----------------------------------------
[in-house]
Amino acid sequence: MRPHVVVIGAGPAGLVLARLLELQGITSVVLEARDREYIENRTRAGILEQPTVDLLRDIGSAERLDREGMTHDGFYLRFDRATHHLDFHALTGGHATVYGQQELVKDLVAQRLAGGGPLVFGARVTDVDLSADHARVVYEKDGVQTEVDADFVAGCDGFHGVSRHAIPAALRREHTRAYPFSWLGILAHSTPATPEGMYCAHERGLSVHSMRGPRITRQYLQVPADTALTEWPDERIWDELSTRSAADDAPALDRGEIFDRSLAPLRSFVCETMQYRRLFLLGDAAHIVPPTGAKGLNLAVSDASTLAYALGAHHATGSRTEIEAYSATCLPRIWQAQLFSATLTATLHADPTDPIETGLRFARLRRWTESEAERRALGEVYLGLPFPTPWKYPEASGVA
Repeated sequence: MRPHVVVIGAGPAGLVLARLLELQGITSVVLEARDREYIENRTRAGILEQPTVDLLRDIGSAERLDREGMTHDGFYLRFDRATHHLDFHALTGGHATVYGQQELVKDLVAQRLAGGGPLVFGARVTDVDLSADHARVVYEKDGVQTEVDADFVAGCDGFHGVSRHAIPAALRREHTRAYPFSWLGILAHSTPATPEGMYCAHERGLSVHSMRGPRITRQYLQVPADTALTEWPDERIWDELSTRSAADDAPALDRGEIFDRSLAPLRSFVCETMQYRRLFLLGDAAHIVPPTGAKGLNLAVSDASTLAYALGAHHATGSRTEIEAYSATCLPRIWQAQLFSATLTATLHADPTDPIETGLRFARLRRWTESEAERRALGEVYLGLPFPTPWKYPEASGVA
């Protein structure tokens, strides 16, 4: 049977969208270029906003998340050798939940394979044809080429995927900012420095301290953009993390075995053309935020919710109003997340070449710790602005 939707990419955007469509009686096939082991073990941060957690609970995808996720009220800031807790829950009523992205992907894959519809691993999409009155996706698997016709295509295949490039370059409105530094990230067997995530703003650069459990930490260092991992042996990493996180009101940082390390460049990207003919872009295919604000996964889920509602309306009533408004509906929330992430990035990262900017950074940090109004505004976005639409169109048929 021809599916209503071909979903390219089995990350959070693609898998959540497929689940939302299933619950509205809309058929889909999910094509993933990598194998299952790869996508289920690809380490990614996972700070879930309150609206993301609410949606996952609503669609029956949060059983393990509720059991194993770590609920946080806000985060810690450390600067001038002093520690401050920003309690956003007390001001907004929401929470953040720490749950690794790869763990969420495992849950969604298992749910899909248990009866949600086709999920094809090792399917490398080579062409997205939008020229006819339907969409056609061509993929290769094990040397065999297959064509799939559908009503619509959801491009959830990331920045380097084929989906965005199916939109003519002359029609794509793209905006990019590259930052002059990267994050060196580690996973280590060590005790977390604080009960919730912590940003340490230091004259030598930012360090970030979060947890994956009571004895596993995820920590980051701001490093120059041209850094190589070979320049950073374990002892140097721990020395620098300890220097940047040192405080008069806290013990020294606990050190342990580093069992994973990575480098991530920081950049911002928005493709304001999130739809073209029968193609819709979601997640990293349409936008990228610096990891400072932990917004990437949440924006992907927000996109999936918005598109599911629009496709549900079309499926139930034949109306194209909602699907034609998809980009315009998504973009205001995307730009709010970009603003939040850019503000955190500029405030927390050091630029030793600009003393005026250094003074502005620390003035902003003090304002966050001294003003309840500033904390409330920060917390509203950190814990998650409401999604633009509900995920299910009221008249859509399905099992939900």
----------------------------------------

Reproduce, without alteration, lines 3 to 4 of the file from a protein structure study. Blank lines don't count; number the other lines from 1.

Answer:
Repeated sequence: MRPHVVVIGAGPAGLVLARLLELQGITSVVLEARDREYIENRTRAGILEQPTVDLLRDIGSAERLDREGMTHDGFYLRFDRATHHLDFHALTGGHATVYGQQELVKDLVAQRLAGGGPLVFGARVTDVDLSADHARVVYEKDGVQTEVDADFVAGCDGFHGVSRHAIPAALRREHTRAYPFSWLGILAHSTPATPEGMYCAHERGLSVHSMRGPRITRQYLQVPADTALTEWPDERIWDELSTRSAADDAPALDRGEIFDRSLAPLRSFVCETMQYRRLFLLGDAAHIVPPTGAKGLNLAVSDASTLAYALGAHHATGSRTEIEAYSATCLPRIWQAQLFSATLTATLHADPTDPIETGLRFARLRRWTESEAERRALGEVYLGLPFPTPWKYPEASGVA
């Protein structure tokens, strides 16, 4: 049977969208270029906003998340050798939940394979044809080429995927900012420095301290953009993390075995053309935020919710109003997340070449710790602005 939707990419955007469509009686096939082991073990941060957690609970995808996720009220800031807790829950009523992205992907894959519809691993999409009155996706698997016709295509295949490039370059409105530094990230067997995530703003650069459990930490260092991992042996990493996180009101940082390390460049990207003919872009295919604000996964889920509602309306009533408004509906929330992430990035990262900017950074940090109004505004976005639409169109048929 021809599916209503071909979903390219089995990350959070693609898998959540497929689940939302299933619950509205809309058929889909999910094509993933990598194998299952790869996508289920690809380490990614996972700070879930309150609206993301609410949606996952609503669609029956949060059983393990509720059991194993770590609920946080806000985060810690450390600067001038002093520690401050920003309690956003007390001001907004929401929470953040720490749950690794790869763990969420495992849950969604298992749910899909248990009866949600086709999920094809090792399917490398080579062409997205939008020229006819339907969409056609061509993929290769094990040397065999297959064509799939559908009503619509959801491009959830990331920045380097084929989906965005199916939109003519002359029609794509793209905006990019590259930052002059990267994050060196580690996973280590060590005790977390604080009960919730912590940003340490230091004259030598930012360090970030979060947890994956009571004895596993995820920590980051701001490093120059041209850094190589070979320049950073374990002892140097721990020395620098300890220097940047040192405080008069806290013990020294606990050190342990580093069992994973990575480098991530920081950049911002928005493709304001999130739809073209029968193609819709979601997640990293349409936008990228610096990891400072932990917004990437949440924006992907927000996109999936918005598109599911629009496709549900079309499926139930034949109306194209909602699907034609998809980009315009998504973009205001995307730009709010970009603003939040850019503000955190500029405030927390050091630029030793600009003393005026250094003074502005620390003035902003003090304002966050001294003003309840500033904390409330920060917390509203950190814990998650409401999604633009509900995920299910009221008249859509399905099992939900």